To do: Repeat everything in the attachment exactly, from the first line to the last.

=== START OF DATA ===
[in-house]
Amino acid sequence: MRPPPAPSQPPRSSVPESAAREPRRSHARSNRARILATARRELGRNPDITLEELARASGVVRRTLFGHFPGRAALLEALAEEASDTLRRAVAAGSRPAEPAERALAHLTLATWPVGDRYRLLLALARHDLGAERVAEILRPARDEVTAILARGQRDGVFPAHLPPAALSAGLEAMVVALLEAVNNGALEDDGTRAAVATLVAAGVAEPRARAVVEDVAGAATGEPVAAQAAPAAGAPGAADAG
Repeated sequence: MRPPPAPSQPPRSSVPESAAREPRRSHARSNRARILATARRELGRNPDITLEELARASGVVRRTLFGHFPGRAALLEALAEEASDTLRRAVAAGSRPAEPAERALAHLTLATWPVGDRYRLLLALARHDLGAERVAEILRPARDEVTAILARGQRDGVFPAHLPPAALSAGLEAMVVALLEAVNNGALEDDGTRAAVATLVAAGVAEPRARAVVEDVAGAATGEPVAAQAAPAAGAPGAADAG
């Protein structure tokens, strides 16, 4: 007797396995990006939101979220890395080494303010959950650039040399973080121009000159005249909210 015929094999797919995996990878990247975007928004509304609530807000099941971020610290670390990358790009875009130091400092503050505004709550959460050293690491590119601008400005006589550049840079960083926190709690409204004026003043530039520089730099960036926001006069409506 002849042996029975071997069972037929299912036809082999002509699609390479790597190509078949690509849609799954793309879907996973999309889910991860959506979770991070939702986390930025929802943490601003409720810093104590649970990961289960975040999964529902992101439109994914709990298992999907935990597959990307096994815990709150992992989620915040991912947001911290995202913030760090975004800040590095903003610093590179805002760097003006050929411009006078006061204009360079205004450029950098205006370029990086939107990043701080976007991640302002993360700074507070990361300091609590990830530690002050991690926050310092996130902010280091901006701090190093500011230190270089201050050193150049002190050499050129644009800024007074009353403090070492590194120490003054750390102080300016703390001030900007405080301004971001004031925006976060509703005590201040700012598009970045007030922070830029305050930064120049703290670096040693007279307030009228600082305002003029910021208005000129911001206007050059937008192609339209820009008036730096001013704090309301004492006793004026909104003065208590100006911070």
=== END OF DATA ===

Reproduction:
[in-house]
Amino acid sequence: MRPPPAPSQPPRSSVPESAAREPRRSHARSNRARILATARRELGRNPDITLEELARASGVVRRTLFGHFPGRAALLEALAEEASDTLRRAVAAGSRPAEPAERALAHLTLATWPVGDRYRLLLALARHDLGAERVAEILRPARDEVTAILARGQRDGVFPAHLPPAALSAGLEAMVVALLEAVNNGALEDDGTRAAVATLVAAGVAEPRARAVVEDVAGAATGEPVAAQAAPAAGAPGAADAG
Repeated sequence: MRPPPAPSQPPRSSVPESAAREPRRSHARSNRARILATARRELGRNPDITLEELARASGVVRRTLFGHFPGRAALLEALAEEASDTLRRAVAAGSRPAEPAERALAHLTLATWPVGDRYRLLLALARHDLGAERVAEILRPARDEVTAILARGQRDGVFPAHLPPAALSAGLEAMVVALLEAVNNGALEDDGTRAAVATLVAAGVAEPRARAVVEDVAGAATGEPVAAQAAPAAGAPGAADAG
């Protein structure tokens, strides 16, 4: 007797396995990006939101979220890395080494303010959950650039040399973080121009000159005249909210 015929094999797919995996990878990247975007928004509304609530807000099941971020610290670390990358790009875009130091400092503050505004709550959460050293690491590119601008400005006589550049840079960083926190709690409204004026003043530039520089730099960036926001006069409506 002849042996029975071997069972037929299912036809082999002509699609390479790597190509078949690509849609799954793309879907996973999309889910991860959506979770991070939702986390930025929802943490601003409720810093104590649970990961289960975040999964529902992101439109994914709990298992999907935990597959990307096994815990709150992992989620915040991912947001911290995202913030760090975004800040590095903003610093590179805002760097003006050929411009006078006061204009360079205004450029950098205006370029990086939107990043701080976007991640302002993360700074507070990361300091609590990830530690002050991690926050310092996130902010280091901006701090190093500011230190270089201050050193150049002190050499050129644009800024007074009353403090070492590194120490003054750390102080300016703390001030900007405080301004971001004031925006976060509703005590201040700012598009970045007030922070830029305050930064120049703290670096040693007279307030009228600082305002003029910021208005000129911001206007050059937008192609339209820009008036730096001013704090309301004492006793004026909104003065208590100006911070």